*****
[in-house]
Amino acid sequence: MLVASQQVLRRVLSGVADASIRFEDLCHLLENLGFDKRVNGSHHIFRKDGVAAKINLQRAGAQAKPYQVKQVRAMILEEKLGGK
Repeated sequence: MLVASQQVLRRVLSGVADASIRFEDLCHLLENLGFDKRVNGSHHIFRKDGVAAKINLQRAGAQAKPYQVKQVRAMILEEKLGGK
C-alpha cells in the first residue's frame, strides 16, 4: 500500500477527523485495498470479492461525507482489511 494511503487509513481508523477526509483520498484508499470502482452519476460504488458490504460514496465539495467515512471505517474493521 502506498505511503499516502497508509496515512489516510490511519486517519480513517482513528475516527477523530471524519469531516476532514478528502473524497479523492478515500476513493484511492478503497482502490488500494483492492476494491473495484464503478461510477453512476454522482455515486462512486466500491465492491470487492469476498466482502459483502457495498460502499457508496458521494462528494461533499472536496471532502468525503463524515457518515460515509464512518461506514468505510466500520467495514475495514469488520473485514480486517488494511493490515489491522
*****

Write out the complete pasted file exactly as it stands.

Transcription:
[in-house]
Amino acid sequence: MLVASQQVLRRVLSGVADASIRFEDLCHLLENLGFDKRVNGSHHIFRKDGVAAKINLQRAGAQAKPYQVKQVRAMILEEKLGGK
Repeated sequence: MLVASQQVLRRVLSGVADASIRFEDLCHLLENLGFDKRVNGSHHIFRKDGVAAKINLQRAGAQAKPYQVKQVRAMILEEKLGGK
C-alpha cells in the first residue's frame, strides 16, 4: 500500500477527523485495498470479492461525507482489511 494511503487509513481508523477526509483520498484508499470502482452519476460504488458490504460514496465539495467515512471505517474493521 502506498505511503499516502497508509496515512489516510490511519486517519480513517482513528475516527477523530471524519469531516476532514478528502473524497479523492478515500476513493484511492478503497482502490488500494483492492476494491473495484464503478461510477453512476454522482455515486462512486466500491465492491470487492469476498466482502459483502457495498460502499457508496458521494462528494461533499472536496471532502468525503463524515457518515460515509464512518461506514468505510466500520467495514475495514469488520473485514480486517488494511493490515489491522